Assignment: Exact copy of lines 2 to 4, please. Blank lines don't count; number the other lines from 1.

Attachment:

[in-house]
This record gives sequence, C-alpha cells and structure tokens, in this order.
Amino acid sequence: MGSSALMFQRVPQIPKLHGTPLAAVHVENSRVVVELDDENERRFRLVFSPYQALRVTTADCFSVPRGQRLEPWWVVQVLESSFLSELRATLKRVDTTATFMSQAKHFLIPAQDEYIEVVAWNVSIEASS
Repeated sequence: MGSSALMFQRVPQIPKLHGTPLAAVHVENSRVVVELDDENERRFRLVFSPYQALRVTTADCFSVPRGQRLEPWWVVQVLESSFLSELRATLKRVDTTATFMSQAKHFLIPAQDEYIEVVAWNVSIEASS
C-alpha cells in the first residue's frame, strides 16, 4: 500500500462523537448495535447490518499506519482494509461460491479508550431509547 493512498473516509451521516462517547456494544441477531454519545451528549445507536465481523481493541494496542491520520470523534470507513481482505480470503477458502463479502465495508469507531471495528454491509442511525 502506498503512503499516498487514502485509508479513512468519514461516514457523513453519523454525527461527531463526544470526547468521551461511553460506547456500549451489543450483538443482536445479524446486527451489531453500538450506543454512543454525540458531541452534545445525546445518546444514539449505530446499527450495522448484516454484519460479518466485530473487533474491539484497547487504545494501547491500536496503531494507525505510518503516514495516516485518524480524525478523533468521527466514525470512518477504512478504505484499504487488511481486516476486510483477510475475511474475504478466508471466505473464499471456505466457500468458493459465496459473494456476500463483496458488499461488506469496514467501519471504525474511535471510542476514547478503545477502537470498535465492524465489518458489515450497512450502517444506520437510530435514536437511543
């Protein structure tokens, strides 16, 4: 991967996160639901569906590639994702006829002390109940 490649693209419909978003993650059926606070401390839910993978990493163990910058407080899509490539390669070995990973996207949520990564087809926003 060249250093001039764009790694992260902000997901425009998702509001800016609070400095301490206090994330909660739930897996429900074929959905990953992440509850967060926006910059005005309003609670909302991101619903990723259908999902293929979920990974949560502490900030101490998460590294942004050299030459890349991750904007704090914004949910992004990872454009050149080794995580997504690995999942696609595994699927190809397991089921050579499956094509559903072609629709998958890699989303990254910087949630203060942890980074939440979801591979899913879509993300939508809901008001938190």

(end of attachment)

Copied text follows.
This record gives sequence, C-alpha cells and structure tokens, in this order.
Amino acid sequence: MGSSALMFQRVPQIPKLHGTPLAAVHVENSRVVVELDDENERRFRLVFSPYQALRVTTADCFSVPRGQRLEPWWVVQVLESSFLSELRATLKRVDTTATFMSQAKHFLIPAQDEYIEVVAWNVSIEASS
Repeated sequence: MGSSALMFQRVPQIPKLHGTPLAAVHVENSRVVVELDDENERRFRLVFSPYQALRVTTADCFSVPRGQRLEPWWVVQVLESSFLSELRATLKRVDTTATFMSQAKHFLIPAQDEYIEVVAWNVSIEASS